Supersize investments into five Chinese metropolis regions are already underway

8 Apr, 2021 03:27
source: Singularity Financial

Singularity Financial Hong Kong April 8, 2021 – The 14th Five-Year Plan sets out new targets for China’s urban growth. These include plans to facilitate about half of the rural migrants to settle in five super-city clusters, including the Beijing-Tianjin-Hebei region (Jing-Jin-Ji), the Yangtze River Delta, the Mid-Yangtze River area, the Greater Bay Area (GBA), and the more recently announced Chongqing-Chengdu city cluster.

While there are other smaller city clusters, these five groupings are notably being promoted as regional power-house socio-economic and cultural centers. Each will be designed to enable both “domestic circulation” and serve as hubs in facilitating “external circulation” between China and the global economy.

Taken together, the populations of these megacities will be a staggering 600 million people – equivalent to that of the European Union and Russian Federation combined.

China’s process of urbanization is, of course, decades old. It is considered essential in enabling the country’s ambitious economic growth strategies. This ongoing movement of people from rural communities to urban environments will likely continue for the foreseeable future with the possibility that the urbanization ratio could rise to three-quarters of the population, by 2030, from under two-thirds currently. This will roughly mean up to 220 million additional urban residents – the current population of Brazil, Latin America’s largest country – over the coming decade.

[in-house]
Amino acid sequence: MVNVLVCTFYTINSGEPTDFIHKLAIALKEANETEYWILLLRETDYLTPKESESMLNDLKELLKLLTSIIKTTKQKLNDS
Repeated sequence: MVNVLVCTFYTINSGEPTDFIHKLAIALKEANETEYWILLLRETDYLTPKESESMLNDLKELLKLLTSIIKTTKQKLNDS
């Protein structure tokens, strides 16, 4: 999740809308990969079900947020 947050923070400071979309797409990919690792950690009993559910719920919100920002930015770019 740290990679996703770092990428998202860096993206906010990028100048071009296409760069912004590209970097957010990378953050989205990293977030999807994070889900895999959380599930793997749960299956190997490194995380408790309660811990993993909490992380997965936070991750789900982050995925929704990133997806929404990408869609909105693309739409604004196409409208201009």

Supersize investments into these regions are already underway, partly explaining the recent infrastructure boom and accompanying soaring global base metal commodities prices. In this effort, central and provincial governments are channeling record-level funds to boost smart grid technology, new high-speed rail, state-of-the-art 5G networks, autonomous driving and electric vehicles, other forms of advanced mobility, and big-data systems.

To comprehend these modern and colossal new urban growth policies, one may consider the example of the GBA. Being an integral part of the 14th Five Year Plan, it is an initiative to foster comprehensive and seamless regional economic and financial integration between Guangdong province’s principal cities, such as Guangzhou and Shenzhen, with various Pearl River Delta urban areas, including Hong Kong and Macao. In all, the GBA’s population would account for up to 70 million people, with the highest income per capita in the country, and a total GDP of about US$1.3 trillion, similar to that of South Korea.

At the current rate of development, the GBA has already been transformed into a key international hub for advanced manufacturing. It also hosts several of the world’s most highly innovative tech companies. These are complemented by a growing soft infrastructure of finance, tourism, leisure, and other creative industries. In this capacity, Hong Kong is being primed as the ideal financial and professional services center acting as a platform for international capital flows between global finance hubs and the GBA, in addition to other megacities, across China.